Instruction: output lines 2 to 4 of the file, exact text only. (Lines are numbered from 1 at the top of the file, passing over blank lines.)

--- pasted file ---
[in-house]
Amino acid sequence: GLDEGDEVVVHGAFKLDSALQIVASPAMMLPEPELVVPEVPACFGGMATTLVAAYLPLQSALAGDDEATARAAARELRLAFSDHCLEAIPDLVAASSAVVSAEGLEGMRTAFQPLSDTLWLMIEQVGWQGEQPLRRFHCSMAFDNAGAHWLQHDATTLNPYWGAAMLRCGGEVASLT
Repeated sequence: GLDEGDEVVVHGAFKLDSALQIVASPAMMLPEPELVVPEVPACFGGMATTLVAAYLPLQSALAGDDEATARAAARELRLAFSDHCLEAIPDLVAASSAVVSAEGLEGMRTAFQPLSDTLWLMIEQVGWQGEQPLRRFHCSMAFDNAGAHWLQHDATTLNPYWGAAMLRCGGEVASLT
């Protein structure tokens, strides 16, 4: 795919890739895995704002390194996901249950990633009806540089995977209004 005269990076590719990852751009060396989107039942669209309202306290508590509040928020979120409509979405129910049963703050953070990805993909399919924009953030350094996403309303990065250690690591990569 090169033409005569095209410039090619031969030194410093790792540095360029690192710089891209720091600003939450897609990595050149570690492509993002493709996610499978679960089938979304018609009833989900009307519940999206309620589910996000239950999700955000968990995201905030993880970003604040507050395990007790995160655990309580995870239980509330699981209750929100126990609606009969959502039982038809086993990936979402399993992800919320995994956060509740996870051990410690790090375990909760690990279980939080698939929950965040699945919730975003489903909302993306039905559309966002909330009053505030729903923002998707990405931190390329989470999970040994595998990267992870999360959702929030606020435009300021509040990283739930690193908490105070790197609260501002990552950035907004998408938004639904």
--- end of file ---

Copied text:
Amino acid sequence: GLDEGDEVVVHGAFKLDSALQIVASPAMMLPEPELVVPEVPACFGGMATTLVAAYLPLQSALAGDDEATARAAARELRLAFSDHCLEAIPDLVAASSAVVSAEGLEGMRTAFQPLSDTLWLMIEQVGWQGEQPLRRFHCSMAFDNAGAHWLQHDATTLNPYWGAAMLRCGGEVASLT
Repeated sequence: GLDEGDEVVVHGAFKLDSALQIVASPAMMLPEPELVVPEVPACFGGMATTLVAAYLPLQSALAGDDEATARAAARELRLAFSDHCLEAIPDLVAASSAVVSAEGLEGMRTAFQPLSDTLWLMIEQVGWQGEQPLRRFHCSMAFDNAGAHWLQHDATTLNPYWGAAMLRCGGEVASLT
């Protein structure tokens, strides 16, 4: 795919890739895995704002390194996901249950990633009806540089995977209004 005269990076590719990852751009060396989107039942669209309202306290508590509040928020979120409509979405129910049963703050953070990805993909399919924009953030350094996403309303990065250690690591990569 090169033409005569095209410039090619031969030194410093790792540095360029690192710089891209720091600003939450897609990595050149570690492509993002493709996610499978679960089938979304018609009833989900009307519940999206309620589910996000239950999700955000968990995201905030993880970003604040507050395990007790995160655990309580995870239980509330699981209750929100126990609606009969959502039982038809086993990936979402399993992800919320995994956060509740996870051990410690790090375990909760690990279980939080698939929950965040699945919730975003489903909302993306039905559309966002909330009053505030729903923002998707990405931190390329989470999970040994595998990267992870999360959702929030606020435009300021509040990283739930690193908490105070790197609260501002990552950035907004998408938004639904």